"Arrive at Cairo International Airport, where you will be met and assisted with customs and visa formalities. You will be transferred to your hotel – overnight in Cairo. Sleep and relax at the hotel."
Journal:

Almost 30 hours of elapsed time door to door. The long London  layover and connection from Gatwick to Heathrow was a mistake. Should've stayed overnight to relax between flights.


Heathrow is a big beautiful Airport. The airport rivals shopping malls in the US. Our thinking was that - between the stores, restaurants and frequent flyer lounge - we would have plenty to entertain ourselves between flights. Problem being, all that stuff is behind security and EgyptAir does not show up at the departure terminal until a few hours hours before flight time. We had no way to get behind security to enjoy the Heathrow amenities. 

We were both feeling completely beat up by the time we got on the flight to Cairo. To make matters worse they don't serve alcohol on EgyptAir flights.

Landed in the dark around 5:00 AM.  Ramadan, our representative from Oriental Tours Egypt, was the to greet us with our prepaid visas and escorted us through customs.


I don't know if it was the time of day or Ramadan's expediting services, but getting through customs was a breeze. Probably the easiest Transit into a country I've never experienced. no lines, in the car and heading to the hotel within minutes.

Didn't spend much time enjoying the view from the terrace of our room...


... as we crashed as soon as we got to the room.

It's a Marriott today but was originally a palace back in the day. After recovering we spent some time in the evening exploring the grounds and enjoying a drink in the Billiard Room Bar.


Sigrid is ready to move into her living room


Editors Note: I intend to pre-load and schedule automated blog posts with the daily itinerary for our Egypt and Jordan adventure. For those interested, this may be an easy way to follow along. Internet access is always a crapshoot. My hope is that by pre-loading the itinerary it will be easier to add some pics and journal commentary as time and the internet permits. If there are no pics or commentary, you'll just have to wait until we get back. Further!

Thursday, January 12, 2017

OAK => LGW => LHR => CAI

Egypt Tour
A four airport day is always a bad day. But it's not so bad when accompanied by the excitement at the beginning of a new travel adventure. At least we've planned this so that we are leaving before Friday 13th and arriving in Cairo after Friday the 13th. We will only be on airplanes and in airports during Friday the 13th. But I'm not superstitious. So no problem.

We're off on a tour of Egypt and Jordan. As per usual, my Travel Advisor has planned an extraordinary cultural and sightseeing packed (possibly over-packed) 3+ weeks. It'll be great. But exhausting. But great.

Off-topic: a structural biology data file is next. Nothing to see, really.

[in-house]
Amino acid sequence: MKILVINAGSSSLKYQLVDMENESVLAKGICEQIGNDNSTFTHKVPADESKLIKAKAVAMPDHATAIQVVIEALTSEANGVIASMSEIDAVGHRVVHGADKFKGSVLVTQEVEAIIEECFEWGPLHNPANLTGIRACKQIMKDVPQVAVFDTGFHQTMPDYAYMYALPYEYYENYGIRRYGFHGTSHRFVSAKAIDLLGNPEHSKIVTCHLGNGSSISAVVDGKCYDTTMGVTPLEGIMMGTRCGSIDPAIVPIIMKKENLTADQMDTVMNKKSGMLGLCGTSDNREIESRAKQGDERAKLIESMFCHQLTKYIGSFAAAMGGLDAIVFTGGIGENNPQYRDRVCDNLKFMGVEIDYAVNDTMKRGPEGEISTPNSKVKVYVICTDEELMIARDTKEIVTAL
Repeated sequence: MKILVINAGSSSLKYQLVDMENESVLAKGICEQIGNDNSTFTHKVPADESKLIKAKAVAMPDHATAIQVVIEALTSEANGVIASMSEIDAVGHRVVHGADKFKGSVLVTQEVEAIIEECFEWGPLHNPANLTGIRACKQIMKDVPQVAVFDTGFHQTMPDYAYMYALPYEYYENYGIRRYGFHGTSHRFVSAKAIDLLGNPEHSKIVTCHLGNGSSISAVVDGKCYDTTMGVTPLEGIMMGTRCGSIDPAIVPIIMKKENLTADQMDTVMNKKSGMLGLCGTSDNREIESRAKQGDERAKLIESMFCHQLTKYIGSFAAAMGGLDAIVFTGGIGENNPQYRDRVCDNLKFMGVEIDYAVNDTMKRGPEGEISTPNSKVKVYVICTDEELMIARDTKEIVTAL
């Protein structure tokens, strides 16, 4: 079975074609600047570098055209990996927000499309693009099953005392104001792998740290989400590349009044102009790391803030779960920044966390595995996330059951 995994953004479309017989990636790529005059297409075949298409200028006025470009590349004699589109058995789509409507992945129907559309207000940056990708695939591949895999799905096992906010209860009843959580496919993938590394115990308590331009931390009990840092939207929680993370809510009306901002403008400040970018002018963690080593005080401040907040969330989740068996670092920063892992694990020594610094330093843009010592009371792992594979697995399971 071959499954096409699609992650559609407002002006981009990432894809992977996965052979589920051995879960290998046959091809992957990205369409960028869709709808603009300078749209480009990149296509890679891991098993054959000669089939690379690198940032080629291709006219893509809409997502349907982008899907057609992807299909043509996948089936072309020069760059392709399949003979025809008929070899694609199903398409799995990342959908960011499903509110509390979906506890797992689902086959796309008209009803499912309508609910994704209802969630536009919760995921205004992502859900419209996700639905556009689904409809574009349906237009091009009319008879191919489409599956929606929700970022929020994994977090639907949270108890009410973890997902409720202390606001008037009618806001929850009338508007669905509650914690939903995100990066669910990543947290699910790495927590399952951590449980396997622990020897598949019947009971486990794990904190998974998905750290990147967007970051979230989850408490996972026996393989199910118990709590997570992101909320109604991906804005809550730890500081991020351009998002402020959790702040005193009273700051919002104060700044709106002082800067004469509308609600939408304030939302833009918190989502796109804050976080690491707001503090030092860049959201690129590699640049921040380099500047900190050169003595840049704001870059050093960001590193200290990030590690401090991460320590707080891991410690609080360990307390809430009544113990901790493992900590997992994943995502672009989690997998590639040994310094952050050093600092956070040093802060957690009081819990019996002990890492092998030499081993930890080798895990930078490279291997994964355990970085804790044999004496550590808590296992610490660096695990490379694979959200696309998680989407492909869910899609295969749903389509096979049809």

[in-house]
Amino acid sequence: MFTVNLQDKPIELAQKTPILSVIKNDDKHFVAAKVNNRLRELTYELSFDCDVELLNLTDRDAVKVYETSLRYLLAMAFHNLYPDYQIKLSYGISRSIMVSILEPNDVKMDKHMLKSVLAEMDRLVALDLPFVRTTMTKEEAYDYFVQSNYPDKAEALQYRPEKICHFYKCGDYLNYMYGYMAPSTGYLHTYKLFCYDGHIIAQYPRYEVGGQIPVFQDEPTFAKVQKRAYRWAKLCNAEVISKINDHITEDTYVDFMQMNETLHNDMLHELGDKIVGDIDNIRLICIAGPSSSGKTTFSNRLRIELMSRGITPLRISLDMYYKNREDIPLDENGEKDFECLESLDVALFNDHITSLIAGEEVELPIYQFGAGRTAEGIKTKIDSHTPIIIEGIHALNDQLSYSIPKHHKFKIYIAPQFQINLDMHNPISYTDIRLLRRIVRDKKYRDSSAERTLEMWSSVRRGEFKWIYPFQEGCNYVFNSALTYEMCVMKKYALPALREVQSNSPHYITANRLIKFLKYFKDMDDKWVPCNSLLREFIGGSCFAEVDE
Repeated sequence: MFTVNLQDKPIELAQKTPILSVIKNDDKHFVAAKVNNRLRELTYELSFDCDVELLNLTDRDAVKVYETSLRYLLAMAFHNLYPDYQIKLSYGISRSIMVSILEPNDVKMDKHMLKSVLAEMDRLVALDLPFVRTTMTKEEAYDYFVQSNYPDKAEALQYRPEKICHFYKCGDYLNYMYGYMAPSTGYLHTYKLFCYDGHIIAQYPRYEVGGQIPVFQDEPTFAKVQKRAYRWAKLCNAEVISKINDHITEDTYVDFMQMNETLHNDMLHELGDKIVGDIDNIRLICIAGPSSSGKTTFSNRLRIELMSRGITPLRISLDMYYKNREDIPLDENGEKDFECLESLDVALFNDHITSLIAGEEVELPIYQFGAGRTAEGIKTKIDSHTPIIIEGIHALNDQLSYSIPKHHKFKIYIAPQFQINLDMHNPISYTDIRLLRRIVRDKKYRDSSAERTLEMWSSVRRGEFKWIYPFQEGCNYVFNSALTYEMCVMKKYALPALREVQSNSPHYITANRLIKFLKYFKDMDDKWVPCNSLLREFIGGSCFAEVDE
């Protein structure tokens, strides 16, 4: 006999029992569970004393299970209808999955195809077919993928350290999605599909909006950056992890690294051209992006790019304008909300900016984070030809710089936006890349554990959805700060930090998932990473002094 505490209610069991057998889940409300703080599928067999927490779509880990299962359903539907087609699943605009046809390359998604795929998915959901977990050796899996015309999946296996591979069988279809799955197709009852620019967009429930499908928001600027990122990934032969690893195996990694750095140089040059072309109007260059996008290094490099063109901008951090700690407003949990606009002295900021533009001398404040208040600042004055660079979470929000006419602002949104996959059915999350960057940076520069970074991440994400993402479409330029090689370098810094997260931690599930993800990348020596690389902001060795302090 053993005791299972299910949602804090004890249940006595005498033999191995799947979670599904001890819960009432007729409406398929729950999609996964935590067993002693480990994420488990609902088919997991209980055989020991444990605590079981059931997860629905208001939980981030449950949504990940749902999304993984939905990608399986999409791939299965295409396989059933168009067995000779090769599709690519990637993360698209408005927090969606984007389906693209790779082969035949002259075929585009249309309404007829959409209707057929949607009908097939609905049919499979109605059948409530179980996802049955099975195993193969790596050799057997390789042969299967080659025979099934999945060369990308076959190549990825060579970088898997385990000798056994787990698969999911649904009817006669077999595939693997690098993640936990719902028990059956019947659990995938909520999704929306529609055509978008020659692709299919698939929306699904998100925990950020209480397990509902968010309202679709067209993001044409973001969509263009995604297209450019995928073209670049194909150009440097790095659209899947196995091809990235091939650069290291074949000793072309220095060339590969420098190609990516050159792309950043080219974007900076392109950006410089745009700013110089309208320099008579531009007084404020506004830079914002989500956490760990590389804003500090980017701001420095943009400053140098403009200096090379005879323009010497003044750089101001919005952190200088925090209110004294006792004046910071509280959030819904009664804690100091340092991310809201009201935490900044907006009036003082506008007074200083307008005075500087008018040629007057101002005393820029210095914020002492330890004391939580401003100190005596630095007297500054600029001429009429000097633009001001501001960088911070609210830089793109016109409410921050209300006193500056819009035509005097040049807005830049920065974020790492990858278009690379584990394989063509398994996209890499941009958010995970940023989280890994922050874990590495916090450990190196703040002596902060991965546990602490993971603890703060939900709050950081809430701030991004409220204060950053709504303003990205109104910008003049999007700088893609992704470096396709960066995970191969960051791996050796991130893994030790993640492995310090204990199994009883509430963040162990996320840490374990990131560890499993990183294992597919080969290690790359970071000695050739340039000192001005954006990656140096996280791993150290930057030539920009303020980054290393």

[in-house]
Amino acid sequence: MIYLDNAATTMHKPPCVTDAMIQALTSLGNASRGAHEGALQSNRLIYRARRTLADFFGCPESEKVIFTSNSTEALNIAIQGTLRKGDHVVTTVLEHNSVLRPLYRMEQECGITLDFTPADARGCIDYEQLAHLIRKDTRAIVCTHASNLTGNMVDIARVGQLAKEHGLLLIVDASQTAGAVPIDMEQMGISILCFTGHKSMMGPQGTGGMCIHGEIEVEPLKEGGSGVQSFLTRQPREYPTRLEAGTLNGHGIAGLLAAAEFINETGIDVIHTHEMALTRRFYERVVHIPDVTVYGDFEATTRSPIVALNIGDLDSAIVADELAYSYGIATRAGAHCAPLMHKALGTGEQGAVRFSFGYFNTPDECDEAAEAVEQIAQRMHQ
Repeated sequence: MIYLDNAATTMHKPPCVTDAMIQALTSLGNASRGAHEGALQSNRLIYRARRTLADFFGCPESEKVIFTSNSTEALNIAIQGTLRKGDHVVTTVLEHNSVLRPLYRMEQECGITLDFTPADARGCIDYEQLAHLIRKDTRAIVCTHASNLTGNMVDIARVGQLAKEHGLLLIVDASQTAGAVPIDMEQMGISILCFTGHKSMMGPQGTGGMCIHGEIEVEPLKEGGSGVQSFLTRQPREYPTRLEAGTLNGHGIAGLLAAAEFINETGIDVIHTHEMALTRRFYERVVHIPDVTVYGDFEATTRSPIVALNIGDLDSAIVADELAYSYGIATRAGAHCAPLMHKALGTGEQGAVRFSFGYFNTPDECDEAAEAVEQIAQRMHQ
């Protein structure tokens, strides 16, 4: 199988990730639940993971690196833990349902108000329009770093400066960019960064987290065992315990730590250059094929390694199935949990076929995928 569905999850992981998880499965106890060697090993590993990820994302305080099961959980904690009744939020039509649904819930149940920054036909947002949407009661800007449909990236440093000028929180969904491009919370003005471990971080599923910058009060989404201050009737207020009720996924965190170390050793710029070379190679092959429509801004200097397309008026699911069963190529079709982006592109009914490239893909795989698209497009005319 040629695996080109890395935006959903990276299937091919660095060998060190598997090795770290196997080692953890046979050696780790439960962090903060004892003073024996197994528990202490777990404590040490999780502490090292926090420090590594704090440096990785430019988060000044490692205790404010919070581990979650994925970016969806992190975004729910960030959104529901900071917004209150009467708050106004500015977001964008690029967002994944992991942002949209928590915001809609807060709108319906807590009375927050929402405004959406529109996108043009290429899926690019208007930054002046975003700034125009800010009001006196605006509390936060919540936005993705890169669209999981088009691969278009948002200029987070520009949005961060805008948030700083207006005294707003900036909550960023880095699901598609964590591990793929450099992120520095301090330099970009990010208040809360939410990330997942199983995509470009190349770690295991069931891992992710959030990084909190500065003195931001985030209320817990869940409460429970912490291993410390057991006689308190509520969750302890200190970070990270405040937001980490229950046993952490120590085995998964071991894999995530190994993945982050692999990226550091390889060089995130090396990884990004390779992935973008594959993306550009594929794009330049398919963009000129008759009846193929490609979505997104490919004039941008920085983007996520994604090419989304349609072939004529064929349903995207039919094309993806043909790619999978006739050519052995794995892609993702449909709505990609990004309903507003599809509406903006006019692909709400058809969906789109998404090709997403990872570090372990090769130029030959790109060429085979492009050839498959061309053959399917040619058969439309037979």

Also as per usual, I will attempt to maintain a daily photo journal of our travels on this blog - time and internet availability permitting.  The Itinerary is pre-loaded and should appear on a day-by-day basis. But the the map is never the territory and it's likely we'll diverge from the plan. Also as per usual, the journal will be incomplete and sustain significant gaps while en-route. I'll finish it eventually. If interested in our travels, watch this space.

This trip has been on Sigrid's list for a while. It'll be our fourth trip to Africa (Ethiopa in 2012, West Africa and Mali in 2007, Southern Africa in 1995) and first to the Middle East.

We've received more than the usual expressions of concern from friends and family about this trip. Truth be told, Early in the year I told Sigrid to forget about it and plan a trip in some other part of the world. There are a lot of places we have yet to visit. Then - at a Thanksgiving table with friends - we sat across from a couple who had recently returned from a trip to Egypt (you know who you are). They were effusive about the people, the trip, and the experience. As I sat there listening, I knew it was game over.

The fear is, of course, terrorism. But when you look at what has actually transpired over the last couple years, it's not like you can eliminate the risk by being in an airport in Fort Lauderdale or Brussels, a nightclub in Orlando or Paris, on the waterfront in Nice, at an office party in San Bernardino, or at a Christmas market in Germany. The risk is small and just staying home is not something we are going to do.

Finally, for my friends and family in Chicago, I'd just like to point out that the murder rate per capita in Cairo and Amman is about 1/3 of what it is in Chicago. So, while we're gone - you guys be careful out there.

Can't wait. We're off.